Welcome to post number six in our continuing series of most common investor errors.
Today, we are going to look at something that relates back to several of our earlier bullet points on fees and active management relative to investor structures.
Mutual Fund vs ETFs: The average mutual fund charges far more than the average ETF does. Whenever possible, I recommend substituting a low cost ETF over the more expensive Mutual fund.
The fund industry seems to have figured this out. Some have put out ultra-low cost mutual funds that typically mimic broad indexes. Others have ETF-ified their existing mutual funds, converting them into Exchange Traded Funds. Over the next decade, it would not surprise me to see nearly half of the existing mutual fund offerings morph into ETFs.
The bias against mutuals over ETFs is in the many ways that mutual funds can tag you with hidden costs, taxes, 12b-1 fees, and expenses. With ETFs, you pretty much get what you pay for.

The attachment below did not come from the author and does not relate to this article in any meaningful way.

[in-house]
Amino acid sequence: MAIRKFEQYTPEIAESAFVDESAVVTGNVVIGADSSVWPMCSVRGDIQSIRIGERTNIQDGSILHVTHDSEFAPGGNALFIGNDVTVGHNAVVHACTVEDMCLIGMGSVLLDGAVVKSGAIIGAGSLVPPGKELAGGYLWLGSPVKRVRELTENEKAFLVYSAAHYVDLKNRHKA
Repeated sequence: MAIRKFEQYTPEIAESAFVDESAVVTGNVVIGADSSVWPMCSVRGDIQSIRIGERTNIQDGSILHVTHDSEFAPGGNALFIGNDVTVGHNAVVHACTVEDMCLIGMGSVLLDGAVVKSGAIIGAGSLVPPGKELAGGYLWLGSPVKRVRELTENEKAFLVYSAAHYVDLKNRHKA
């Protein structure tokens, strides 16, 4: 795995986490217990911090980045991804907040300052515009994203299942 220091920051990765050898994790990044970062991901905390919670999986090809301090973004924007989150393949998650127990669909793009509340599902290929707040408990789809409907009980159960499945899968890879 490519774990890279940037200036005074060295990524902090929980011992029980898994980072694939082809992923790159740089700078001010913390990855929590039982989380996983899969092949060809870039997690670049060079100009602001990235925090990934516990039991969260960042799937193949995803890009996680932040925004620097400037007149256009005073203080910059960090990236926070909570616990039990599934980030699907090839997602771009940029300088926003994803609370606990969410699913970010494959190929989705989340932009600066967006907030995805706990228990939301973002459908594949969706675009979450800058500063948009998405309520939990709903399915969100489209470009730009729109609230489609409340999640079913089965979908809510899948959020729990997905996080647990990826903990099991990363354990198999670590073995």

Do note however: Even within the ETF universe, there are a wide range of internal fees. These expenses come off of the top of your investment performance, so it pays to watch them closely.
Reducing your costs is a surefire way to improve long term results. Consider what ETFs you can substitute instead of mutual funds.
Top 10 Investor Errors
1. High Fees Are A Drag on Returns
2. Reaching for Yield
3. You (and your Behavior) Are Your Own Worst Enemy
4. Asset Allocation Matters More than Stock Picking
5. Passive vs Active Management
6. Mutual Fund vs ETFs
7. Not Understanding the Long Cycle
8. Cognitive Errors
9. Confusing Past Performance With Future Potential
10. When Paying Fees, Get What You Pay For
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